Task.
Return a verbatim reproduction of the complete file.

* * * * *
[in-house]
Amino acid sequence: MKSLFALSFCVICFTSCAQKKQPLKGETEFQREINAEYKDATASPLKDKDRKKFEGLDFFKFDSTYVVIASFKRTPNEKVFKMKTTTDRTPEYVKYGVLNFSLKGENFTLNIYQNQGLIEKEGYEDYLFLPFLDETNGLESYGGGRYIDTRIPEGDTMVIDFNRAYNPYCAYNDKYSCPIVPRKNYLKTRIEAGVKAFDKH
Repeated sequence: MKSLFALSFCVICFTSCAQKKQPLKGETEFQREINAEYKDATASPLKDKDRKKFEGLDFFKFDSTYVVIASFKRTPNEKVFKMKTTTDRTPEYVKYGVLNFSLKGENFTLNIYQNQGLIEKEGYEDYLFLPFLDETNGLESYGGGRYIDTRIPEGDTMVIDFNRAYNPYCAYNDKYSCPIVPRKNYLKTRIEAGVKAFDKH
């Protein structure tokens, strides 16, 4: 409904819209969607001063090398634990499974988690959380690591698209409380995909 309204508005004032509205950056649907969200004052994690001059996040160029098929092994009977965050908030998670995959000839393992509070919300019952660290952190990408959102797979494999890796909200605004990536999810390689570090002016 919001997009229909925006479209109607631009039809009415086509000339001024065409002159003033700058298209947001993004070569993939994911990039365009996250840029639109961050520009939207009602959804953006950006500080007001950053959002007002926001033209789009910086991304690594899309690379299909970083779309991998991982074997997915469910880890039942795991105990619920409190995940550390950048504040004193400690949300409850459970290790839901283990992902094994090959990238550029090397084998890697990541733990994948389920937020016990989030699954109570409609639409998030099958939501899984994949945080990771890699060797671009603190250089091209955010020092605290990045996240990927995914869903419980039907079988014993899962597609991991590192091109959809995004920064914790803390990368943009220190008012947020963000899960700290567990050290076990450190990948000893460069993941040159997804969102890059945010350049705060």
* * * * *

[in-house]
Amino acid sequence: MKSLFALSFCVICFTSCAQKKQPLKGETEFQREINAEYKDATASPLKDKDRKKFEGLDFFKFDSTYVVIASFKRTPNEKVFKMKTTTDRTPEYVKYGVLNFSLKGENFTLNIYQNQGLIEKEGYEDYLFLPFLDETNGLESYGGGRYIDTRIPEGDTMVIDFNRAYNPYCAYNDKYSCPIVPRKNYLKTRIEAGVKAFDKH
Repeated sequence: MKSLFALSFCVICFTSCAQKKQPLKGETEFQREINAEYKDATASPLKDKDRKKFEGLDFFKFDSTYVVIASFKRTPNEKVFKMKTTTDRTPEYVKYGVLNFSLKGENFTLNIYQNQGLIEKEGYEDYLFLPFLDETNGLESYGGGRYIDTRIPEGDTMVIDFNRAYNPYCAYNDKYSCPIVPRKNYLKTRIEAGVKAFDKH
């Protein structure tokens, strides 16, 4: 409904819209969607001063090398634990499974988690959380690591698209409380995909 309204508005004032509205950056649907969200004052994690001059996040160029098929092994009977965050908030998670995959000839393992509070919300019952660290952190990408959102797979494999890796909200605004990536999810390689570090002016 919001997009229909925006479209109607631009039809009415086509000339001024065409002159003033700058298209947001993004070569993939994911990039365009996250840029639109961050520009939207009602959804953006950006500080007001950053959002007002926001033209789009910086991304690594899309690379299909970083779309991998991982074997997915469910880890039942795991105990619920409190995940550390950048504040004193400690949300409850459970290790839901283990992902094994090959990238550029090397084998890697990541733990994948389920937020016990989030699954109570409609639409998030099958939501899984994949945080990771890699060797671009603190250089091209955010020092605290990045996240990927995914869903419980039907079988014993899962597609991991590192091109959809995004920064914790803390990368943009220190008012947020963000899960700290567990050290076990450190990948000893460069993941040159997804969102890059945010350049705060």